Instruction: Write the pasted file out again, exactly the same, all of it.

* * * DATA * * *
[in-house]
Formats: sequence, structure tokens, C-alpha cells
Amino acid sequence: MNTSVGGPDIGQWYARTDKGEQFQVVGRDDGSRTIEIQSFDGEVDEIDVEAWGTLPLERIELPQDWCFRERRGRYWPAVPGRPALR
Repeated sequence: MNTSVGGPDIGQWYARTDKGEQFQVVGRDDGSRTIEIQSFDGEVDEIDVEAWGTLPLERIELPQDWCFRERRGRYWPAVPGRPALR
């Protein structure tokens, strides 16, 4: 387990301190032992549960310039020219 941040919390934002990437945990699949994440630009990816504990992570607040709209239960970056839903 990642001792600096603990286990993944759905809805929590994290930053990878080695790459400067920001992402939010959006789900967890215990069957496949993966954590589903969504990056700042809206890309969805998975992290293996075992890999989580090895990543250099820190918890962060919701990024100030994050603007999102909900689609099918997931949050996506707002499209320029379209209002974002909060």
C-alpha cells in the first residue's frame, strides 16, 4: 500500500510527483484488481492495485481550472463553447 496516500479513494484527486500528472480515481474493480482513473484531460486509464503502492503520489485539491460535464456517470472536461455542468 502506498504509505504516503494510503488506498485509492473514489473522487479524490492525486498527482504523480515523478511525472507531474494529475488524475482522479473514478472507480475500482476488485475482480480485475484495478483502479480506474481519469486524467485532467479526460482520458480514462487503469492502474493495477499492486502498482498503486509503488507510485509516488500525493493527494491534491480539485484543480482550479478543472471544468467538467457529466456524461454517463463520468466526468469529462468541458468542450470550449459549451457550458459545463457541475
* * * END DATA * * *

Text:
[in-house]
Formats: sequence, structure tokens, C-alpha cells
Amino acid sequence: MNTSVGGPDIGQWYARTDKGEQFQVVGRDDGSRTIEIQSFDGEVDEIDVEAWGTLPLERIELPQDWCFRERRGRYWPAVPGRPALR
Repeated sequence: MNTSVGGPDIGQWYARTDKGEQFQVVGRDDGSRTIEIQSFDGEVDEIDVEAWGTLPLERIELPQDWCFRERRGRYWPAVPGRPALR
């Protein structure tokens, strides 16, 4: 387990301190032992549960310039020219 941040919390934002990437945990699949994440630009990816504990992570607040709209239960970056839903 990642001792600096603990286990993944759905809805929590994290930053990878080695790459400067920001992402939010959006789900967890215990069957496949993966954590589903969504990056700042809206890309969805998975992290293996075992890999989580090895990543250099820190918890962060919701990024100030994050603007999102909900689609099918997931949050996506707002499209320029379209209002974002909060």
C-alpha cells in the first residue's frame, strides 16, 4: 500500500510527483484488481492495485481550472463553447 496516500479513494484527486500528472480515481474493480482513473484531460486509464503502492503520489485539491460535464456517470472536461455542468 502506498504509505504516503494510503488506498485509492473514489473522487479524490492525486498527482504523480515523478511525472507531474494529475488524475482522479473514478472507480475500482476488485475482480480485475484495478483502479480506474481519469486524467485532467479526460482520458480514462487503469492502474493495477499492486502498482498503486509503488507510485509516488500525493493527494491534491480539485484543480482550479478543472471544468467538467457529466456524461454517463463520468466526468469529462468541458468542450470550449459549451457550458459545463457541475